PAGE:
As we enter flu season, getting flu shots can help people lower their risk of getting sick by giving them some immune protection. Getting vaccinated can also help you protect your loved ones as well as people at high risk from serious illness. However, you may have questions about this vaccine, how safe and effective it is, as well as how it works. Learn more about the vaccine through eight important flu vaccine facts.
1. The flu vaccine is available as a flu shot or nasal spray.
Several types of flu vaccines come out each year. They work for people of different ages and with different health conditions. Your primary care provider will know which one is best for you. In general, most people ages 6 months and older can get a flu shot. Most people up to age 49 who aren’t pregnant can get the nasal spray flu vaccine.
2. The vaccine won’t give you the flu.
Flu shots are made with either dead flu viruses or proteins from flu viruses that are very weak. Neither can give you the flu.
Additionally, nasal spray flu vaccines are made with a weakened flu virus that’s cold-adapted. The spray goes in your nose, which is a warm environment. So, it can’t cause the flu. Some people get mild side effects, like muscle aches, from a flu shot, but these aren’t as strong as the symptoms when you have the flu.
3. The flu shot protects against different strains.
Two types of flu viruses cause seasonal flu epidemics are human influenza A and B viruses. Flu vaccines are made each year to protect against the flu viruses that research predicts will be most common that season.
Most flu vaccines protect you from four influenza viruses:
- Influenza A (H1N1) virus
- Influenza A (H3N2) virus
- Two types of influenza B viruses
These are the viruses that most commonly cause an outbreak of the flu each season. Some flu vaccines protect people from the three influenza viruses — the two influenza A viruses and one influenza B virus. These can be better for people aged 65 and older because of their different immune systems.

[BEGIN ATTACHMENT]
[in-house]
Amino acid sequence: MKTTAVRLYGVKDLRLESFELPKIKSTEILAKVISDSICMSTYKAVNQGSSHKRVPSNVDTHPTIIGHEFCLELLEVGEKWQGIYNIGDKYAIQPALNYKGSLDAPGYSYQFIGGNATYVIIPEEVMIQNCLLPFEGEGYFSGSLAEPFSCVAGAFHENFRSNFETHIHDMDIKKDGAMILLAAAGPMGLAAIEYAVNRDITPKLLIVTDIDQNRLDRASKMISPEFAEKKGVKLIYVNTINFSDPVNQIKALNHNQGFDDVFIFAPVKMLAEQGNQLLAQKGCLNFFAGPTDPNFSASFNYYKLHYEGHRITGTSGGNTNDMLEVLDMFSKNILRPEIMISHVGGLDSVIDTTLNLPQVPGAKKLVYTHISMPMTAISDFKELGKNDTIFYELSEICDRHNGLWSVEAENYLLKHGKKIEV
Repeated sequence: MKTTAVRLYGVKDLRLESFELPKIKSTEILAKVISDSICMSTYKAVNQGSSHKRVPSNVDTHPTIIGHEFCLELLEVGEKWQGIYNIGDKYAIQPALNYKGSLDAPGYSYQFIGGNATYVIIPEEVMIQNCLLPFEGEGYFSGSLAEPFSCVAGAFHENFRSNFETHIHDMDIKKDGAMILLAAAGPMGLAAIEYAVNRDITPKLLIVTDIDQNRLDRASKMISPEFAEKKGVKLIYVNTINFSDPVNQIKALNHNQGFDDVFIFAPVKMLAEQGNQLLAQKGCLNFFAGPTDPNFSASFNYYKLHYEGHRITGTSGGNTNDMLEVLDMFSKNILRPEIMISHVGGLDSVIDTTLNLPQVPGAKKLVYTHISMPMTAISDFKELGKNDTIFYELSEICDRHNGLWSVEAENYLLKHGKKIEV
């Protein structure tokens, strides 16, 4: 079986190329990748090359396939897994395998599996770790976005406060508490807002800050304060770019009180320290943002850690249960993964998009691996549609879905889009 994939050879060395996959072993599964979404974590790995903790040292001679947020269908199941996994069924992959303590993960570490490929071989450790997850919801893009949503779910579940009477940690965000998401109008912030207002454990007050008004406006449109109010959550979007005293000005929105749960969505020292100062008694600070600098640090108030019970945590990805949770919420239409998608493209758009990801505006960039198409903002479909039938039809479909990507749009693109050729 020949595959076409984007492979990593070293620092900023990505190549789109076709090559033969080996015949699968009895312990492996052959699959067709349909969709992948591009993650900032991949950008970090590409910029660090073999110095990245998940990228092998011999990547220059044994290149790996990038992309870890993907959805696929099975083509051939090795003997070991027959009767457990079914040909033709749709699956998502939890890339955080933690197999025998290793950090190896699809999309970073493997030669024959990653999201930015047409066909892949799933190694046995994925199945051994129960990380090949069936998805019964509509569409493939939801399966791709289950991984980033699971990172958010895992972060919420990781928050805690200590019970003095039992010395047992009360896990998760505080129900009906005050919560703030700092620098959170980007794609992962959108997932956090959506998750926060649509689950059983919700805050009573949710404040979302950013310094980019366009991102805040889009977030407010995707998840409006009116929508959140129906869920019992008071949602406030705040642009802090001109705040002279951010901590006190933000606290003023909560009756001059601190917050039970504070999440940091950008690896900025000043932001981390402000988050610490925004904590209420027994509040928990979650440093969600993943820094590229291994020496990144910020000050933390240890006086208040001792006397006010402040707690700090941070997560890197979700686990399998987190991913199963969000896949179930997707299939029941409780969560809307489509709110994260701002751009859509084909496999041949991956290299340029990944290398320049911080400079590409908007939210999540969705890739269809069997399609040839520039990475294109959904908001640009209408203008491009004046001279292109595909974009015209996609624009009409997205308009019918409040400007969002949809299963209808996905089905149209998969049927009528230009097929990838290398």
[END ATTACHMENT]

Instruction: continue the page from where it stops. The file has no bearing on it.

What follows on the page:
4. There are some people who should consult their provider before getting the vaccine.
Everyone 6 months and older should get a flu vaccine each year. However, people with severe allergies to the vaccine ingredients should talk to their primary care provider before getting a flu shot.
5. The flu vaccine takes about two weeks to work.
A flu vaccine works by telling your body to start making proteins to fight flu viruses. However, it takes about two weeks to develop enough of these proteins to protect you from the flu. That’s why it’s best to get a vaccine before flu season when a lot of people in your community are likely to have the flu. You can always get a flu vaccine during flu season if you didn’t get one earlier. But, just remember, it won’t start working right away.
6. Flu vaccination can help make symptoms less severe if you get the flu.
The flu vaccine lowers your chances of getting the flu by 40 to 60 percent, so it’s possible to get the flu even if you’ve been vaccinated. However, your symptoms should be less severe than those of someone who did not get their flu shot. You should also get the flu shot if you’ve had the flu because you could contract a different strain.
7. Flu vaccines can save children’s lives.
A 2014 study showed that the number of children hospitalized due to the flu dropped by 74 percent because they got flu vaccines. Additionally, a 2017 study showed that getting the flu vaccine can greatly reduce a child’s risk of dying from the flu. This makes it even more important for everyone to do their part and get their annual flu vaccination!
8. Flu vaccines protect pregnant women and their babies.
It’s safe for most pregnant women to get a flu vaccine. Plus, babies born to moms who had a flu vaccine during pregnancy can be protected from the flu for several months after birth. Talk to your OBGYN if you’re pregnant and have any questions about the flu vaccine.
We hope you’ve found these flu vaccine facts helpful! Everyone should aim to get their annual flu vaccination by the end of October, so contact your health care professional today to come up with your plan. You can even get your flu shot and the COVID-19 vaccine at the same time.